In 1922, Wharton Esherick showed a copy Rhymes of Early Jungle Folk, which he had illustrated with woodcut prints, to Harold Mason, owner of the Centaur Bookshop in Philadelphia. Impressed by what he saw, Mason asked Esherick to illustrate Walt Whitman's Song of the Broad-Axe, which Mason published in a limited edtion in 1924. Inspired by the woodcuts, Esherick created a hand-bound prototype book of Whitman's poem, using prints made directly from his blocks and hand-lettering it in Esherick's own calligraphic style. Illuminated letters were used to begin paragraphs, and spaces at the end of lines were filled with blue and yellow drawings that reflect the content of the verses. The result of this labor of love was a work of art, 17 x 12 inches, with pages of handmade paper, folded and uncut. This book is a reproduction of Esherick's prototype, authorized by the Wharton Esherick Museum in Paoli, Pennsylvania. Though this edition is smaller than the prototype book, the original was carefully scanned and printed to provide as true a reproduction as possible. It faithfully captures the artist's vision and skill and, for the first time, makes this wonderful work available to the general public. It will be appreciated by all admirers of Esherick, Whitman, and lovers of fine books.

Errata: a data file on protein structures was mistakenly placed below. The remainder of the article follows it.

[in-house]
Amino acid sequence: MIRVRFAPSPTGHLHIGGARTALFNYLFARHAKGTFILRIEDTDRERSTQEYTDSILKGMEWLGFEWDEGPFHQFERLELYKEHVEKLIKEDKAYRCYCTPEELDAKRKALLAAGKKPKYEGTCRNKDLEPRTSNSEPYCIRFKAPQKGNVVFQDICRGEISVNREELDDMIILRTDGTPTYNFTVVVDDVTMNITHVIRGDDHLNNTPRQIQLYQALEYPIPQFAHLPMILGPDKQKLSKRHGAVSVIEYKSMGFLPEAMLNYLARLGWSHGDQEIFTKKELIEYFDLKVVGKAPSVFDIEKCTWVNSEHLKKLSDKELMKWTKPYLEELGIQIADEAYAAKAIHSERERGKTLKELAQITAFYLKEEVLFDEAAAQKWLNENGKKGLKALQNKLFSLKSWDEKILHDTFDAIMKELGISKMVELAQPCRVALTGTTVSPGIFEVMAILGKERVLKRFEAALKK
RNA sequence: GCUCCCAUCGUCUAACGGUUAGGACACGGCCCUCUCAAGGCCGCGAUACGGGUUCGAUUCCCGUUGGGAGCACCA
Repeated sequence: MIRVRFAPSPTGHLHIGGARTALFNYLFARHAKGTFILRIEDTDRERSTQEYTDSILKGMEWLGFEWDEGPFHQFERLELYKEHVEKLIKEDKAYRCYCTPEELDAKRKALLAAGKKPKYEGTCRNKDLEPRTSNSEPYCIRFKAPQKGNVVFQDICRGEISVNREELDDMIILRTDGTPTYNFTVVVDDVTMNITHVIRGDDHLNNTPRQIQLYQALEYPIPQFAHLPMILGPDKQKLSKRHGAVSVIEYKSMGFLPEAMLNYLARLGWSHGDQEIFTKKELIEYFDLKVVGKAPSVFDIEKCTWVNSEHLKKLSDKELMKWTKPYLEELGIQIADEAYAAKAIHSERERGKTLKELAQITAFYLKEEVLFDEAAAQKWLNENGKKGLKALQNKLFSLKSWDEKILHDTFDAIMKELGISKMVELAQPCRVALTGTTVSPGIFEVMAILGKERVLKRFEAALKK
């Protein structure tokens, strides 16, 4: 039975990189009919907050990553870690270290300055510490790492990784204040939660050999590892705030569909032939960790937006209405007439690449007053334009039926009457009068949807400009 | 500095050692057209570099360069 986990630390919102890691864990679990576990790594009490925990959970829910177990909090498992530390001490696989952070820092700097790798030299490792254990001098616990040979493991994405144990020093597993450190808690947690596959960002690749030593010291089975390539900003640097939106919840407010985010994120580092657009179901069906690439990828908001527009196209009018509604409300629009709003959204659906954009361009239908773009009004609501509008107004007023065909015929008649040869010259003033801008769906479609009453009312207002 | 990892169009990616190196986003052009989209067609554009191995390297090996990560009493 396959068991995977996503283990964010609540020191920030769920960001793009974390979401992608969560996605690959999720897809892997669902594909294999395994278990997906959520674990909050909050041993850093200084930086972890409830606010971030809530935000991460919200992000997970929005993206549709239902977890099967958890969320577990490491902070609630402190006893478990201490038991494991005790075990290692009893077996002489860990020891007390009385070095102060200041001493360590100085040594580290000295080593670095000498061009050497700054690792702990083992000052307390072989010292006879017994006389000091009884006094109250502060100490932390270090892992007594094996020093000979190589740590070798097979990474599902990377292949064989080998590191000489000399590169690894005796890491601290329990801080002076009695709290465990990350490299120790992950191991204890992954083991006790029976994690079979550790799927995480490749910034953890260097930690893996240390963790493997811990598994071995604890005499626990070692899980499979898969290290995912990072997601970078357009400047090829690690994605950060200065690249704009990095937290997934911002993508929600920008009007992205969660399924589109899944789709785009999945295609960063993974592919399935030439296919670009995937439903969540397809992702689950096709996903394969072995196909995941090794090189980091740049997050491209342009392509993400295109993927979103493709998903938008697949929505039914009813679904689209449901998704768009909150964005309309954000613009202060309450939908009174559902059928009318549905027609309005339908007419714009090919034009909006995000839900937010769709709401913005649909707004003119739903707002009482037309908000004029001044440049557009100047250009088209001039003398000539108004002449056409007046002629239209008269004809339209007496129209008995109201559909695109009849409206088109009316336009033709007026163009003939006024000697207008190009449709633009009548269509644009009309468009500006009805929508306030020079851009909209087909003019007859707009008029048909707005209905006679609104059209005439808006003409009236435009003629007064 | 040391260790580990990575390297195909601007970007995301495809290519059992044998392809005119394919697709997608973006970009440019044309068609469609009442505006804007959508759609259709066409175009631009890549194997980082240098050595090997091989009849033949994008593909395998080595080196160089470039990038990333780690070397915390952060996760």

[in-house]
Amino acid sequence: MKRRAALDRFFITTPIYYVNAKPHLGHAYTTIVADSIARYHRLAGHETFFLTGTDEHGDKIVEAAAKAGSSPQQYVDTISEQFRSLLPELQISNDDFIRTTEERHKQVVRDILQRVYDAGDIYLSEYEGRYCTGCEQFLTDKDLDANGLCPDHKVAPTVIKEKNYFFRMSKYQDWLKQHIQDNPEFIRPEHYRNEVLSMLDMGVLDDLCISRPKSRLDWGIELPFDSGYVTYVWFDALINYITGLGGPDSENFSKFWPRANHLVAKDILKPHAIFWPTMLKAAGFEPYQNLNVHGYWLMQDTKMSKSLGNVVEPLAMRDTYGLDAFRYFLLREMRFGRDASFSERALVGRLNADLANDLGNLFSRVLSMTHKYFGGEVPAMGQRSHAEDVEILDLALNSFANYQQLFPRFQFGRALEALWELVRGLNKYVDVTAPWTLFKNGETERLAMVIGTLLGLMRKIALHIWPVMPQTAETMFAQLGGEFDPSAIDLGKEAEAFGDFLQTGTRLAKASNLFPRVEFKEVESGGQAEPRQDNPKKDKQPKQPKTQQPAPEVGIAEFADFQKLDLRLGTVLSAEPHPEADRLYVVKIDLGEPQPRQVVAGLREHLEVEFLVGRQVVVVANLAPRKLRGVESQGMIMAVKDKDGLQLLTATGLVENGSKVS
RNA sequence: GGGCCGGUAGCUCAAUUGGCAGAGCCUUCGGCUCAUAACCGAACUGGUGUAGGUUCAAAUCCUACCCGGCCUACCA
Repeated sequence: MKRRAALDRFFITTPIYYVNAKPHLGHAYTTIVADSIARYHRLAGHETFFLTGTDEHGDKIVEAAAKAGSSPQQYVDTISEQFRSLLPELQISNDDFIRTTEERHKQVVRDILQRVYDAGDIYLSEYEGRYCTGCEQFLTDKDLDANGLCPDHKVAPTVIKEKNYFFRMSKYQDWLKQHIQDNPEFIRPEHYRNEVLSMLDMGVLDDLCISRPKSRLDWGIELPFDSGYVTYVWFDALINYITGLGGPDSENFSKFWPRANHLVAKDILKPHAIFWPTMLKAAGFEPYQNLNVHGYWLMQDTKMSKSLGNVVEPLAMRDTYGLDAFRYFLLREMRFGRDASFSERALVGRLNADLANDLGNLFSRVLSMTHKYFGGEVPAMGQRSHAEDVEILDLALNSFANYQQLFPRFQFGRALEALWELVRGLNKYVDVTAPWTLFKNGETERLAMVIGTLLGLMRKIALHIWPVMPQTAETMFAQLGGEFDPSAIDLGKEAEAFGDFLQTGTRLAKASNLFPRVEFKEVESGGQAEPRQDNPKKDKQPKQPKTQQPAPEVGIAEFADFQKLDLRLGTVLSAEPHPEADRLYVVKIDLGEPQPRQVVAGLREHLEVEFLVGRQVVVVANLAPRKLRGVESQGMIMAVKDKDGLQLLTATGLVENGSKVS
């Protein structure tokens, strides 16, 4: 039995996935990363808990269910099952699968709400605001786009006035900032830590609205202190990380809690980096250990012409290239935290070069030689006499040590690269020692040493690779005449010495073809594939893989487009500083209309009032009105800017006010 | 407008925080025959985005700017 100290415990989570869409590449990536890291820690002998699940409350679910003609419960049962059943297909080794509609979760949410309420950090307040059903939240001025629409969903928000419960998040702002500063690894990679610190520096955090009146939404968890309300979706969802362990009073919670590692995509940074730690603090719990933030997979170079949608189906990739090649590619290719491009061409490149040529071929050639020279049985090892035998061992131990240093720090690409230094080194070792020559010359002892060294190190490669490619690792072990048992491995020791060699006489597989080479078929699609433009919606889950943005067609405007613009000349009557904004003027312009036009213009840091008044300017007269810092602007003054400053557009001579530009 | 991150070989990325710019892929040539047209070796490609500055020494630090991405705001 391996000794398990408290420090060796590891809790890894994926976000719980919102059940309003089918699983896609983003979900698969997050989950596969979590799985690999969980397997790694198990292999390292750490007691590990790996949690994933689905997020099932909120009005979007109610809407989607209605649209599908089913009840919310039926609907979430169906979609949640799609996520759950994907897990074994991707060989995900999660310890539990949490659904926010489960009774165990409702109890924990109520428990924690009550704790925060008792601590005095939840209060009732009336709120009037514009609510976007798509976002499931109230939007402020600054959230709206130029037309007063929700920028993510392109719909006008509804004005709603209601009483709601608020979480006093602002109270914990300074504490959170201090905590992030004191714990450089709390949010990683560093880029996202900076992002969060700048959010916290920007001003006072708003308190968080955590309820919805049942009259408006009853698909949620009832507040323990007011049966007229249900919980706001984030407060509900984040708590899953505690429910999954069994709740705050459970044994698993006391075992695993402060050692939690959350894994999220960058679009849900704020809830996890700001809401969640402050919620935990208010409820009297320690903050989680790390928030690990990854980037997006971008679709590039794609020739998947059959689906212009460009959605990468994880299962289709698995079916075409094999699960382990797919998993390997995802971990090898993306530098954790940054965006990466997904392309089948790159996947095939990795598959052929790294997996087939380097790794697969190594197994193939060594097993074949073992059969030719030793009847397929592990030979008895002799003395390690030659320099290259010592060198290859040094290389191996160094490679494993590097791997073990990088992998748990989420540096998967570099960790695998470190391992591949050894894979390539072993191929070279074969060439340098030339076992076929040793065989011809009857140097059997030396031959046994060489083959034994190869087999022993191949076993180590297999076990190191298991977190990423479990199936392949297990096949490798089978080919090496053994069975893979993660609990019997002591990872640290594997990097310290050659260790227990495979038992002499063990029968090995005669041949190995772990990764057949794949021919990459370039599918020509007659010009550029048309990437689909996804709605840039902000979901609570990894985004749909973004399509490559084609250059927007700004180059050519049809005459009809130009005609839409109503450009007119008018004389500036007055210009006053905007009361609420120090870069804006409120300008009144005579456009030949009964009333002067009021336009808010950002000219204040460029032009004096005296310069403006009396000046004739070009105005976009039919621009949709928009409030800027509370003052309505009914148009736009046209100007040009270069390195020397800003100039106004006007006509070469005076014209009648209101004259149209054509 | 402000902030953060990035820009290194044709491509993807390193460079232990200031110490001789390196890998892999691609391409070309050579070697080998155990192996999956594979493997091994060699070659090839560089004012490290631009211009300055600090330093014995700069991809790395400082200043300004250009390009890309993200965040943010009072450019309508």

Walt Whitman was one of America's favorite 19th century poets. Wharton Esherick was a teacher at teh Pennsylvania Academy of Fine Arts, worked in graphic arts, furniture design and building, and architectural details from his Paoli, PA, studio.